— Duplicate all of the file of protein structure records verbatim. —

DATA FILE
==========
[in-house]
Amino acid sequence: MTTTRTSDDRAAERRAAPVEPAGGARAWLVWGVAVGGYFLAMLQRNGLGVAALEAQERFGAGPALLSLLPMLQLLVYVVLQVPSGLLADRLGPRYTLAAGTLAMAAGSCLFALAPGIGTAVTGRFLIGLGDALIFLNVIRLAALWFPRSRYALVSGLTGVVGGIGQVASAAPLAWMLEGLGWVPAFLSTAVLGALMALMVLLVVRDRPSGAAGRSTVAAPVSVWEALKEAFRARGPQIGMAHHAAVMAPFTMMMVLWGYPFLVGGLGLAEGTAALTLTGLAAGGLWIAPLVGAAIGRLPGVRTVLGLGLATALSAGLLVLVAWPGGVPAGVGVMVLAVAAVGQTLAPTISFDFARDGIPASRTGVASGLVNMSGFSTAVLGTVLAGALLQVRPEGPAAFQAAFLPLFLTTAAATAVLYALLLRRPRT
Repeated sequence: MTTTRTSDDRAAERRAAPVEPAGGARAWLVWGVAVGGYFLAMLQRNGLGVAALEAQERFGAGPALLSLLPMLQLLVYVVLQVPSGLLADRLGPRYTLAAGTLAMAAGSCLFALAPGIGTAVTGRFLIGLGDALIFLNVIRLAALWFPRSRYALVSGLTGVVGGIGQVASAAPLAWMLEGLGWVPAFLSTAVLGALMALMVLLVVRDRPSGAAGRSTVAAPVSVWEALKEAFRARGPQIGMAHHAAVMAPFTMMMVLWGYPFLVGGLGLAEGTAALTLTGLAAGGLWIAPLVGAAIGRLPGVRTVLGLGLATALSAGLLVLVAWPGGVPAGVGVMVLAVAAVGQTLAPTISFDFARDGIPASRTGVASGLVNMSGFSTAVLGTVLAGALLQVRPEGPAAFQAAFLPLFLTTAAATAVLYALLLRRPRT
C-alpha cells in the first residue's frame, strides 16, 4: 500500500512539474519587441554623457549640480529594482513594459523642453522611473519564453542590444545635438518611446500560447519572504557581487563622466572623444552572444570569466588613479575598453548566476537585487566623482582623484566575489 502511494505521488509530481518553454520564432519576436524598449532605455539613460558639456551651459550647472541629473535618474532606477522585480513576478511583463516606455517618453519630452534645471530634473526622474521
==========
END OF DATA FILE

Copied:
[in-house]
Amino acid sequence: MTTTRTSDDRAAERRAAPVEPAGGARAWLVWGVAVGGYFLAMLQRNGLGVAALEAQERFGAGPALLSLLPMLQLLVYVVLQVPSGLLADRLGPRYTLAAGTLAMAAGSCLFALAPGIGTAVTGRFLIGLGDALIFLNVIRLAALWFPRSRYALVSGLTGVVGGIGQVASAAPLAWMLEGLGWVPAFLSTAVLGALMALMVLLVVRDRPSGAAGRSTVAAPVSVWEALKEAFRARGPQIGMAHHAAVMAPFTMMMVLWGYPFLVGGLGLAEGTAALTLTGLAAGGLWIAPLVGAAIGRLPGVRTVLGLGLATALSAGLLVLVAWPGGVPAGVGVMVLAVAAVGQTLAPTISFDFARDGIPASRTGVASGLVNMSGFSTAVLGTVLAGALLQVRPEGPAAFQAAFLPLFLTTAAATAVLYALLLRRPRT
Repeated sequence: MTTTRTSDDRAAERRAAPVEPAGGARAWLVWGVAVGGYFLAMLQRNGLGVAALEAQERFGAGPALLSLLPMLQLLVYVVLQVPSGLLADRLGPRYTLAAGTLAMAAGSCLFALAPGIGTAVTGRFLIGLGDALIFLNVIRLAALWFPRSRYALVSGLTGVVGGIGQVASAAPLAWMLEGLGWVPAFLSTAVLGALMALMVLLVVRDRPSGAAGRSTVAAPVSVWEALKEAFRARGPQIGMAHHAAVMAPFTMMMVLWGYPFLVGGLGLAEGTAALTLTGLAAGGLWIAPLVGAAIGRLPGVRTVLGLGLATALSAGLLVLVAWPGGVPAGVGVMVLAVAAVGQTLAPTISFDFARDGIPASRTGVASGLVNMSGFSTAVLGTVLAGALLQVRPEGPAAFQAAFLPLFLTTAAATAVLYALLLRRPRT
C-alpha cells in the first residue's frame, strides 16, 4: 500500500512539474519587441554623457549640480529594482513594459523642453522611473519564453542590444545635438518611446500560447519572504557581487563622466572623444552572444570569466588613479575598453548566476537585487566623482582623484566575489 502511494505521488509530481518553454520564432519576436524598449532605455539613460558639456551651459550647472541629473535618474532606477522585480513576478511583463516606455517618453519630452534645471530634473526622474521